• Former TD Ivor Callely asked to hand back €6,000 after it was found that his mileage claims had been miscalculated when he served as a Junior Minister. This followed FoI request by the Sunday Tribune, which uncovered the payment. Read the background to it.
  • The expenditure of the Office of President at Waterford IT was reduced by over €150,000 annually following a series of FoI requests first reported on by the Sunday Independent. Read the background
  • Refund of €2,600 by TD Michael-Healy Rae following hundreds of phone calls to a reality TV show that he had appeared on, as reported on originally by the Irish Daily Mail. Some background here.
  • Spending of around €105,000 per annum on secretarial assistance and mobile phones for former Taoisigh ended following a series of stories based on FoI material in the Sunday Times.
  • Mahon Tribunal legal team ran up a bill of over €44,000 on lunches and more on water, taxis etc over ten years up to 2009. Following story in Sunday Times, the Department of the Taoiseach disallowed any such future claims.
  • A HSE employee was found to be the highest travel and expense claimant in the organisation, paid €37,000 in a single year. He resigned from the HSE following an internal audit, which discovered he was double charging by using a HSE fuel card at the same time as claiming expenses, according to the Sunday Times.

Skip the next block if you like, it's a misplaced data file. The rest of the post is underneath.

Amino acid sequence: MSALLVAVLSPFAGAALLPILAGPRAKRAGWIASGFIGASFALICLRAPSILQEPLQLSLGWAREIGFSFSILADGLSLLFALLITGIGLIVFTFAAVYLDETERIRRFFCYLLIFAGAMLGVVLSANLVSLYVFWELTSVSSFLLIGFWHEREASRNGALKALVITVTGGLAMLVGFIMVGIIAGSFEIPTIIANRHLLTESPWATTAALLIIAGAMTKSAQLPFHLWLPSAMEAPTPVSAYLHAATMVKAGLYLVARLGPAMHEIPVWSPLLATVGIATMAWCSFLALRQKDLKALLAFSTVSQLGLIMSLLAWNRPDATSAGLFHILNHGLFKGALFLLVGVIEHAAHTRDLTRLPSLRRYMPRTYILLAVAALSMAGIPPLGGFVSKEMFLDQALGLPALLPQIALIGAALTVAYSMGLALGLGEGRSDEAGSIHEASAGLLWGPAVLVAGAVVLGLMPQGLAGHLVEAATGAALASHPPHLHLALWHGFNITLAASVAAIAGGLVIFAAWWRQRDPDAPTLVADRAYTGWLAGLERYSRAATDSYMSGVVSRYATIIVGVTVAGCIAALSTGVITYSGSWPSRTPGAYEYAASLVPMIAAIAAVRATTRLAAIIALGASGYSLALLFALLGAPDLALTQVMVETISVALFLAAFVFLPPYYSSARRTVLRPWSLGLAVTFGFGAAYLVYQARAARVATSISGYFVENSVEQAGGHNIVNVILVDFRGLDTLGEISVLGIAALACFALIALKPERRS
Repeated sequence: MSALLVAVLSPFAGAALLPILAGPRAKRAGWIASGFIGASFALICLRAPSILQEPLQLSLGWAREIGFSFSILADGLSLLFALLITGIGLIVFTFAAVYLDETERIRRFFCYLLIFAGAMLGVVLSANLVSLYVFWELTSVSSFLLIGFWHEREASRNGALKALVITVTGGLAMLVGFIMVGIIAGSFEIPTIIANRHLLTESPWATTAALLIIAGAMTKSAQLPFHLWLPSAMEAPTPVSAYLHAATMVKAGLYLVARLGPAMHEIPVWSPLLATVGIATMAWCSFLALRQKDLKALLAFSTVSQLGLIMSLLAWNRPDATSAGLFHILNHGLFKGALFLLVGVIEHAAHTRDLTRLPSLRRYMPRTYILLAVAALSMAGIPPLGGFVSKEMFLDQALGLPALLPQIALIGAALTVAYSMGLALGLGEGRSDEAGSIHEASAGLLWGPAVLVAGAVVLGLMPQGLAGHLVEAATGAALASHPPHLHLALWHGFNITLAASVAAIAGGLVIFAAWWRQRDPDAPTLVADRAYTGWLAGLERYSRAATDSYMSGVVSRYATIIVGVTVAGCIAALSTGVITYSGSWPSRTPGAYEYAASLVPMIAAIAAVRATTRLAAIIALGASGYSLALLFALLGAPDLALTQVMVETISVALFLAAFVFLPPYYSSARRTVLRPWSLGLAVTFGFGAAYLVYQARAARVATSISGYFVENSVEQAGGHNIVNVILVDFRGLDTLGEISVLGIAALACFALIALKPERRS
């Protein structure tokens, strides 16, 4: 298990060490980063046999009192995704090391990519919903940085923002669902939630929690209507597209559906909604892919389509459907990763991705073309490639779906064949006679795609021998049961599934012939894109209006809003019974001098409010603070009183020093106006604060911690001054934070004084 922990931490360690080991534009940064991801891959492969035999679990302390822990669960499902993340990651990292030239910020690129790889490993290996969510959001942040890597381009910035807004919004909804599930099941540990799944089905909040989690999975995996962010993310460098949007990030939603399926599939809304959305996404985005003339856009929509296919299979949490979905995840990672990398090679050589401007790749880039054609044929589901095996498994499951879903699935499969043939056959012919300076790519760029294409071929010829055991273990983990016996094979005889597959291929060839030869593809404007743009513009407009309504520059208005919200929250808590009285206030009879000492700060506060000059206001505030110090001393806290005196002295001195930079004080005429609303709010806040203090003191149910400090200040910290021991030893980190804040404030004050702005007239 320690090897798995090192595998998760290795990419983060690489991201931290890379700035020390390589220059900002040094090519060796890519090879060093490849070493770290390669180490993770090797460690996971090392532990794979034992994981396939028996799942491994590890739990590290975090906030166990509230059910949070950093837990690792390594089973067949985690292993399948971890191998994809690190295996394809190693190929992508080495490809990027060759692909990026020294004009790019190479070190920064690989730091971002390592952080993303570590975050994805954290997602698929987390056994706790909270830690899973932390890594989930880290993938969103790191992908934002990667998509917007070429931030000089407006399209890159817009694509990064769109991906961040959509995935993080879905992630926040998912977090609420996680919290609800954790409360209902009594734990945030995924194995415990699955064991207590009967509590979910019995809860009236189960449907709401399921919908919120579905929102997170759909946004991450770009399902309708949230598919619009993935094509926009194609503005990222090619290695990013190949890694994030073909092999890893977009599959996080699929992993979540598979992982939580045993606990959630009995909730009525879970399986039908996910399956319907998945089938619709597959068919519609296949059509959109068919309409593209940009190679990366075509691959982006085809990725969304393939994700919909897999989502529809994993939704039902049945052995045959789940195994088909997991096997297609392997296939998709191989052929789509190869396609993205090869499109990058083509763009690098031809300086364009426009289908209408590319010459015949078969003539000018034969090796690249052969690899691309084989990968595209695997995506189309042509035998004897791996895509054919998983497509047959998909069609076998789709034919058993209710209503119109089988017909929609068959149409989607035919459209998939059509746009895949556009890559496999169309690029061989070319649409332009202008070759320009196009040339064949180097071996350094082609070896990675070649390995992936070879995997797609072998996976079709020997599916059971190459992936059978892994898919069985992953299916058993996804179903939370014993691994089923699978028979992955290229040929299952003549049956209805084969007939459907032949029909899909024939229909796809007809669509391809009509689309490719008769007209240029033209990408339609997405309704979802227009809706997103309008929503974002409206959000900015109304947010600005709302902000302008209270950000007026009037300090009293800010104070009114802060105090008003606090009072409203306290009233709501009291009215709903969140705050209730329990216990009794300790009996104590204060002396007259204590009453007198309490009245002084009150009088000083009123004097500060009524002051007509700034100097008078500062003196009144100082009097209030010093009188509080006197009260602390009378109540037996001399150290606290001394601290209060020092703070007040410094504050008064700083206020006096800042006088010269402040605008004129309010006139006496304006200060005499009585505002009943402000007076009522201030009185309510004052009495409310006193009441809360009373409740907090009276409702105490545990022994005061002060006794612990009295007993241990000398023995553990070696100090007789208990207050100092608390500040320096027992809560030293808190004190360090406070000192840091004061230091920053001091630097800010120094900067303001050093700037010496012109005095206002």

• Bonus of €37,750 paid out to chief executive of Horse Racing Ireland was repaid following a series of newspaper articles in the Irish Examiner. Report here
  • Series of articles documenting expense claims at Irish National Stud in Irish Examiner and Irish Times highlighted €85,000 of expenditure on flights and chauffeurs. The organisation’s new chief executive told the Dail: ‘We will be careful about the style of the expenses and see they pass muster and inspection and do not offend. That is the standard we must set.’ Conor Ryan of RTÉ Investigations Unit wrote a book covering this and other stories.
  • The salary of the chief executive of Coillte was reduced by more than €40,000 following government pressure and a series of articles in the Irish Examiner. The chief executive also declined to take a bonus in 2010 after adverse coverage of a similar payment in 2008.
  • Number of staff employed by Ceann Comhairle’s office under John O’Donoghue rose from 3 to 10. His successor Seamus Kirk reduced the number of people working there back to 3, saving €300,000 annually, and following revelations by the Sunday Tribune. Alas, Sunday Tribune articles from the time are no longer available online.
  • Ministerial travel in 2007 to coincide with the annual St Patrick’s Day festivities exceeded €500,000. In 2012, the figure was €53,142 brought about primarily by a series of articles by many newspapers relating to such profligate expenditure.
  • And last but definitely not least, a series of FOIs surrounding the escalating cost of the so-called ‘Bertie Bowl’ national stadium ended with the €1 billion project being cancelled.

As said already, I would like to make this list as complete as possible so any suggestions, feel free to pass on.